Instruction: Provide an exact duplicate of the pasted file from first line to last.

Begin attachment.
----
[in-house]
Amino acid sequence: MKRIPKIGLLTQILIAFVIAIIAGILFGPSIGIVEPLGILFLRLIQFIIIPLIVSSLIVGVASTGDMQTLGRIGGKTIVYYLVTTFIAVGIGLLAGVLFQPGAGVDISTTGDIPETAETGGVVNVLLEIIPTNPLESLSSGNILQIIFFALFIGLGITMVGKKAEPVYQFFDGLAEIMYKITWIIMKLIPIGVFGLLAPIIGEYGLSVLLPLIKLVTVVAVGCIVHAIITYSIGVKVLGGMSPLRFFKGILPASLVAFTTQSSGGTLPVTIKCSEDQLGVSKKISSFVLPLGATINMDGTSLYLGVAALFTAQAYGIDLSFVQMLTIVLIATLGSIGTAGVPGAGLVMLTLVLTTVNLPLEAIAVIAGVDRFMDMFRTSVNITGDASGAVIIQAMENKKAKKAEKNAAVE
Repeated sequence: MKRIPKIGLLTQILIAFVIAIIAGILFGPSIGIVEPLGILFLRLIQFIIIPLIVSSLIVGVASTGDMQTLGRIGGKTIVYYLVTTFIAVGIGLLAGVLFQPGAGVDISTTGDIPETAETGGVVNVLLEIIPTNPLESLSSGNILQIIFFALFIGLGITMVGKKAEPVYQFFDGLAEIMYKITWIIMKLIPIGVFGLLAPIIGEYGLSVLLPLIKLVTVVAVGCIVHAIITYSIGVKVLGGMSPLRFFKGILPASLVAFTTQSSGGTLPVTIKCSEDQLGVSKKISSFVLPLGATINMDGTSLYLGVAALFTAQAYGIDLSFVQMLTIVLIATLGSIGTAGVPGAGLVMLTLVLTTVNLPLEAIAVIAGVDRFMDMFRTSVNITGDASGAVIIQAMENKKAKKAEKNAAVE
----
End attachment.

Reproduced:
[in-house]
Amino acid sequence: MKRIPKIGLLTQILIAFVIAIIAGILFGPSIGIVEPLGILFLRLIQFIIIPLIVSSLIVGVASTGDMQTLGRIGGKTIVYYLVTTFIAVGIGLLAGVLFQPGAGVDISTTGDIPETAETGGVVNVLLEIIPTNPLESLSSGNILQIIFFALFIGLGITMVGKKAEPVYQFFDGLAEIMYKITWIIMKLIPIGVFGLLAPIIGEYGLSVLLPLIKLVTVVAVGCIVHAIITYSIGVKVLGGMSPLRFFKGILPASLVAFTTQSSGGTLPVTIKCSEDQLGVSKKISSFVLPLGATINMDGTSLYLGVAALFTAQAYGIDLSFVQMLTIVLIATLGSIGTAGVPGAGLVMLTLVLTTVNLPLEAIAVIAGVDRFMDMFRTSVNITGDASGAVIIQAMENKKAKKAEKNAAVE
Repeated sequence: MKRIPKIGLLTQILIAFVIAIIAGILFGPSIGIVEPLGILFLRLIQFIIIPLIVSSLIVGVASTGDMQTLGRIGGKTIVYYLVTTFIAVGIGLLAGVLFQPGAGVDISTTGDIPETAETGGVVNVLLEIIPTNPLESLSSGNILQIIFFALFIGLGITMVGKKAEPVYQFFDGLAEIMYKITWIIMKLIPIGVFGLLAPIIGEYGLSVLLPLIKLVTVVAVGCIVHAIITYSIGVKVLGGMSPLRFFKGILPASLVAFTTQSSGGTLPVTIKCSEDQLGVSKKISSFVLPLGATINMDGTSLYLGVAALFTAQAYGIDLSFVQMLTIVLIATLGSIGTAGVPGAGLVMLTLVLTTVNLPLEAIAVIAGVDRFMDMFRTSVNITGDASGAVIIQAMENKKAKKAEKNAAVE